The officers told the Senate that they were indeed in the video but were bundling away an informant, not delos Santos. Multiple witnesses, however, told Reuters they recognized the youth.
One of those witnesses was Victor, a teenage student, who said he knew delos Santos because he lived in the neighborhood. He said the men hustled delos Santos across the basketball court and down a path to the filthy, flood-prone Tullahan River.
Victor dared not follow. “We were very scared,” he recalled, his eyes filling with tears.
Delos Santos’ life ended in a dark nook next to a disused pigsty by the river. A few paces away, a 39-year-old construction worker called Rene was eating dinner with his two daughters in his home.
First, said Rene, he heard shouting - a man ordering residents to stay inside their houses - then two bursts of gunfire, perhaps 10 shots in all.
“We hid under the table,” he said. “We didn’t even peek out the window.”
Three other residents told Reuters they heard between seven and nine shots. Others said they heard nothing at all: Manila slums are seething, raucous places, where even gunfire can be drowned out.
Autopsies by the police and the Public Attorney’s Office disagreed on the number of gunshot wounds delos Santos sustained, but pathologists for both told the Senate that he was kneeling when shot.
“You are not allowed to kill a person that is kneeling down begging for his life. That is murder,” Duterte said in a speech on Wednesday.
Duterte’s supporters have taken to blogs and social media to express support for the police and raise doubts about delos Santos’ innocence.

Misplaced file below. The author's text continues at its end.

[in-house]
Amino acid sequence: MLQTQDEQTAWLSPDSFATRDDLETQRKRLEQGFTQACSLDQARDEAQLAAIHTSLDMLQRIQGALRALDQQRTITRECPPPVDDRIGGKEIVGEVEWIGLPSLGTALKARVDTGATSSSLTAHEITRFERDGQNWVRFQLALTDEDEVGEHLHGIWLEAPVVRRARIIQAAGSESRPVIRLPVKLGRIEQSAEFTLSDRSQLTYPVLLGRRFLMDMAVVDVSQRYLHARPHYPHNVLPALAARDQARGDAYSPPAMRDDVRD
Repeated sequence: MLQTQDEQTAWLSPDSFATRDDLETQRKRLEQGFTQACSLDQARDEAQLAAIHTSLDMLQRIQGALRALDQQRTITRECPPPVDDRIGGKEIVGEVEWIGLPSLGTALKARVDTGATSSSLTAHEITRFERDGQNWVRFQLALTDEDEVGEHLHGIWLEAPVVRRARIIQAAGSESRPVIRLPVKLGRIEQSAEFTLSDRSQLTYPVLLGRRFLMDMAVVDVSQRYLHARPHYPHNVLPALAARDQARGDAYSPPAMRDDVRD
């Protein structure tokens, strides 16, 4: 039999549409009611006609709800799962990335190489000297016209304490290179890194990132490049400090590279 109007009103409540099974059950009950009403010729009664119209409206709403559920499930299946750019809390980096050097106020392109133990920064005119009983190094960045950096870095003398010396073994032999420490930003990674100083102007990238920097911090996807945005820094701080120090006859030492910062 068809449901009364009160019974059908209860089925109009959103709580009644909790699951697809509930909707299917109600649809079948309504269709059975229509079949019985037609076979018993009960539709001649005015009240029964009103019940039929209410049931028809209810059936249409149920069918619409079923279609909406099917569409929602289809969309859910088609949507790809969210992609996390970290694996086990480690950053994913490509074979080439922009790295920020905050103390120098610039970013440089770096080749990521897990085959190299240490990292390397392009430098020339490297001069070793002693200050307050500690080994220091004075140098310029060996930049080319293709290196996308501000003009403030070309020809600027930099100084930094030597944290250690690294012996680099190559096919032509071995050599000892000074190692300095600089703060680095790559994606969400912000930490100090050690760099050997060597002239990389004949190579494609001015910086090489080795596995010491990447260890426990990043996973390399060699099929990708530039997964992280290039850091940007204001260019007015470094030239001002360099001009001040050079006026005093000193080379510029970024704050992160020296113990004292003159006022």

But the killing appears to have kindled grave concerns among the public because of the age of the victim and because the video supported witness accounts of his killing.
It has also fueled longstanding public anxiety about the drug war’s brutal methods, and could generate wider opposition to a campaign whose critics have so far been largely limited to priests, activists, lawyers and a handful of prominent politicians.
Still, Duterte remains popular, said Ramon Casiple, executive director of the Manila-based Institute for Political and Electoral Reform.
“It’s not really a tipping point,” he said. “But Duterte is vulnerable. His popularity will take a hit.”
Delos Santos’ death was the culmination of a spike in killings across the Philippines’ main island, Luzon.
That same night, police shot dead at least 28 people in Manila during multiple operations to crack down on drugs and crime. Two nights before that, in Bulacan province, just north of the capital, police killed 32 people.
Some rights activists saw the upsurge as a government bid to regain credibility lost after Duterte’s recent admission that no president could solve the drug problem in a single term. He had originally vowed to end it within six months of taking office.
Many critics question the drug war’s focus on killing petty users and dealers from poor communities, rather than nabbing the kingpins who supply them with crystal meth, a highly addictive stimulant known locally as ‘shabu’ that officials blame for high crime rates and other social ills.
In a speech this week, Duterte said he had told his police chief to jail the officers involved in the delos Santos killing until an inquiry was conducted. He also vowed to continue the drug war.
“If you want, shoot me. But I will not change my policy,” he said later.
Presidential spokesman Ernesto Abella told Reuters that there were lessons to be learned from the events.
“Kian’s case is a wake-up call for the need to reform government institutions, even law enforcement agencies,” he said.
For a graphic on death of a schoolboy, click: here
Additional reporting by Karen Lema, Manuel Mogato and Chin Samson; Editing by John Chalmers and Raju Gopalakrishnan